July is an introspective month for Mack Web. This month’s Nuggets of Knowledge includes musings on the nature of the web (and society), the quest for inspiration, the benefits of human connection, making bold decisions, and the pursuit of inner light.
Or maybe the heat is affecting our brains. Who can say, really?
Either way, we’ve got some great thoughts for you this month and, if you’re itching for something to do, check out our NOKlist archive.
by Chris Savage
I’ve flown a lot since moving to Colorado. It’s an easy way to get from point A to point B. Sometimes you plan a trip months in advance and eagerly await for the day you take off. Sometimes you book your flight and leave in less than 36 hours.
This article has absolutely nothing to do with travel, but everything to do with the bold choices and plans we make. It’s easy to make decisions out of fear – especially fear of failure or fear of looking like a fool.
Chris tells the story of some the choices he and co-founder Brenden made in the early days of Wistia. This short post will provide valuable insights you can apply to building your own business and brand (the way it should be done). Take a peek and learn a lesson or two about how they did — and didn’t — stay true to who they are. Make bold decisions, get on planes.
This is a provocative piece by Hossein Derakhshan, recently freed from six years in a prison in Iran, who argues that we need to go back to the web of 2008. The web that focused on ideas, and text, and hyperlinks. The web that was responsible for his blog, which condemned him to 20 years in prison.
His concern is that “web pages outside social media are dying” and that the web’s values are reflective of our time: novelty and popularity. He argues that “the web was not envisioned as a form of television when it was invented. But, like it or not, it is rapidly resembling TV: linear, passive, programmed and inward-looking.” With a focus on images and videos, rather than text, we are moving from a “book-internet to a television-internet.”
Because content is curated for us by the social media networks’ algorithms, we are no longer exposed to other ways of thinking. Exposure that is imperative to understanding the world. Exposure that leads to new hyperlinks, which take you to places you would never have discovered.
What do you think? Is the internet merely for entertainment now?
Here at Mack Web we live in a realm comprising the overlapping bits of marketing and social media and the web and mission and organization…and probably a few other bits as well. There is so much going on in each of those worlds, so much to learn, so many new developments and old insights to catch up on – we could read for weeks at a time and still not know everything there is to know.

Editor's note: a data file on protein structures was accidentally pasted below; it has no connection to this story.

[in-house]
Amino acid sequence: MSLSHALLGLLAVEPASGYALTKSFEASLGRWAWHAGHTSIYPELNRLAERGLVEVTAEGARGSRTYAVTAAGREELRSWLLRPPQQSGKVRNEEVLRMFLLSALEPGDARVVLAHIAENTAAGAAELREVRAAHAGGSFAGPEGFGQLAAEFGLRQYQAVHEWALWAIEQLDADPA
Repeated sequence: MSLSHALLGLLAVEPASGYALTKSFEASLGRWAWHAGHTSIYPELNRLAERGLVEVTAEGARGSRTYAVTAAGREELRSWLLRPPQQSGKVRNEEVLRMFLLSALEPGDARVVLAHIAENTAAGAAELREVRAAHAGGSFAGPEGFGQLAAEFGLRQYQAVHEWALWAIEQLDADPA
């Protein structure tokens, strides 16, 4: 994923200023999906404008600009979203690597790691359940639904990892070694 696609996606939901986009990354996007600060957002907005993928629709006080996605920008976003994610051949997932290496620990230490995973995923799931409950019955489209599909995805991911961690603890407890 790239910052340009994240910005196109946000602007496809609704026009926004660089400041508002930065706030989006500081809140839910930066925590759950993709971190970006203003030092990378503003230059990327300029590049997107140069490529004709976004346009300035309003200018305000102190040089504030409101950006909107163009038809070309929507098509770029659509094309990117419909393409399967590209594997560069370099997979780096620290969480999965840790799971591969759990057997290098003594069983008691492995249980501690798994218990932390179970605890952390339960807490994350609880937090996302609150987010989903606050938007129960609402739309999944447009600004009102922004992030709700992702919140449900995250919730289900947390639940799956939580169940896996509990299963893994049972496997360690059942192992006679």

Which is why I found this particular article a good reminder. As a writer/content-type, I need to remember to take the time to feed the skillset that first made me a useful part of our little patchwork universe. While we believe pretty strongly in being multi-talented, T-shaped team members, writing is still the cornerstone of what I do. And I can’t neglect that part if I want to keep doing it well, doing it better.
Some of Shelby’s suggestions are old favorites (love me some Mental Floss), some I’ve never checked out (though you can bet I will), and and there are some I’d like to add (you haven’t lived ‘til you’ve spent some time on McSweeney’s Internet Tendency). Because creativity and is a pool fed by many different streams and you can never guess where the spark of inspiration is going to come from.
No super chickens! It’s time to recognize everyone’s contributions by devoting time to building social capital at work.
Margaret Heffernan, an entrepreneur, author, and speaker, says, “companies grow best when workers are connected socially.” She argues that focusing on the super performers in a company cultivates an environment of competition rather than a culture of camaraderie. For a company to succeed, everyone needs to be connected.
So, start scheduling coffee breaks where everyone has to show up so that people can chat, learn about one another, talk life and work, and ultimately build a cohesive company that is committed to one another and to success.
by David Brooks
This article came to me a few months ago and it didn’t take me long to realize that it was the perfect article to share with the inspirational people in my life. The way David Brooks presents the concept of a “Moral Bucket List” – the traits and experiences to pursue in order to become the kind of person that you want to be – is the perfect reminder to us all that sometimes we just need to slow down and do a little life inventory check.
There are so many times in my life that I’m just blown away by the wonderful people that surround me and the beautiful souls that have guided me. It’s incredibly motivating to know that I can feel the same conclusion as Brooks does here, that “wonderful people are made, not born — that the people I admired had achieved an unfakeable inner virtue, built slowly from specific moral and spiritual accomplishments.”
I love the sense of optimism here and the reminder that it’s never too late, there are endless opportunities to grow and embrace the life of a “stumbler.” It should always be about being better – not better than others, but a better version of yourself and to always be grateful for the beauty and lessons given to us.